Nematode mitochondria expresses two types of extremely truncated tRNAs that are specifically recognized by two distinct elongation factor Tu (EF-Tu) species named EF-Tu1 and EF-Tu2. This is unlike the canonical EF-Tu molecule that participates in the standard protein biosynthesis systems, which basically recognizes all elongator tRNAs. EF-Tu2 specifically recognizes Ser-tRNASer that lacks a D arm but has a short T arm. Our previous study led us to speculate the lack of the D arm may be essential for the tRNA recognition of EF-Tu2. However, here, we showed that the EF-Tu2 can bind to D arm-bearing Ser-tRNAs, in which the D-T arm interaction was weakened by the mutations. The ethylnitrosourea-modification interference assay showed that EF-Tu2 is unique, in that it interacts with the phosphate groups on the T stem on the side that is opposite to where canonical EF-Tu binds. The hydrolysis protection assay using several EF-Tu2 mutants then strongly suggests that seven C-terminal amino acid residues of EF-Tu2 are essential for its aminoacyl-tRNA-binding activity. Our results indicate that the formation of the nematode mitochondrial (mt) EF-Tu2/GTP/aminoacyl-tRNA ternary complex is probably supported by a unique interaction between the C-terminal extension of EF-Tu2 and the tRNA.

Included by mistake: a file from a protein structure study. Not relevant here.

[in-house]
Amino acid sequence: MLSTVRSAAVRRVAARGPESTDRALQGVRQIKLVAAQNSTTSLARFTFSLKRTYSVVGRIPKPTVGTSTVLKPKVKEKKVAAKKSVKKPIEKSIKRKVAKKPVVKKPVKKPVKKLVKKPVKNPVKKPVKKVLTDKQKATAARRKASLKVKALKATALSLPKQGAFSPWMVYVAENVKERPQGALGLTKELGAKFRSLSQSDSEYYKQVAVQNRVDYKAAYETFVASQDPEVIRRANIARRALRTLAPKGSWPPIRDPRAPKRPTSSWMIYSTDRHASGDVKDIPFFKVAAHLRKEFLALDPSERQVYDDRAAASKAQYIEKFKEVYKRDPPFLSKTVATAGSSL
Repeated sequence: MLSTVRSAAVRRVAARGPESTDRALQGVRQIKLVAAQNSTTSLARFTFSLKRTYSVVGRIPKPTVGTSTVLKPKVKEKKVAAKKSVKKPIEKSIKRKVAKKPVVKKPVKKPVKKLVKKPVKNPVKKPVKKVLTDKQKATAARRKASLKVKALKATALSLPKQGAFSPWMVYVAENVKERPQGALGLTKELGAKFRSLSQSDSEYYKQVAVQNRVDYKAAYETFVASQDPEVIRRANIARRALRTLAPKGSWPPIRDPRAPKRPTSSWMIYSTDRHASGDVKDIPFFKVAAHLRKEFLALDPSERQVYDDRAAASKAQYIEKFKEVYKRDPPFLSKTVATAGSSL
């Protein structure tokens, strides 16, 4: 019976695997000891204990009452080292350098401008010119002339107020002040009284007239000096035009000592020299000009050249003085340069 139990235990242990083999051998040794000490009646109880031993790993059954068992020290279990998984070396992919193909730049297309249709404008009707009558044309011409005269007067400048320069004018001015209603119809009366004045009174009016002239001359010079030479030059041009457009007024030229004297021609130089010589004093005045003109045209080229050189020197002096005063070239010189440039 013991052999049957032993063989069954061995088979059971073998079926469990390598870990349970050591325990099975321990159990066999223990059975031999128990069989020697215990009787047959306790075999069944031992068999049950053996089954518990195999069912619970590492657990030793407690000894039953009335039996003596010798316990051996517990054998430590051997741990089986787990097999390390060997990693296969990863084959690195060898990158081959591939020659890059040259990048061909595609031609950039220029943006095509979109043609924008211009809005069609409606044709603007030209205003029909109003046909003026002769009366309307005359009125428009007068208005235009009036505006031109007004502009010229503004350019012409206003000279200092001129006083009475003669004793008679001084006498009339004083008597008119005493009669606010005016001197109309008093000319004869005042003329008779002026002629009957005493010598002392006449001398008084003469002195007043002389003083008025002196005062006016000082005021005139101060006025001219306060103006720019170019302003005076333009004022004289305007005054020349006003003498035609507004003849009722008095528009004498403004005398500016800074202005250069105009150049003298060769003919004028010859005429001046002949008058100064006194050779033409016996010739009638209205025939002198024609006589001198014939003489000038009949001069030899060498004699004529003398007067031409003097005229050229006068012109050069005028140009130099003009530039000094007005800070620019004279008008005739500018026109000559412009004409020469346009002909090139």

ASJC Scopus subject areas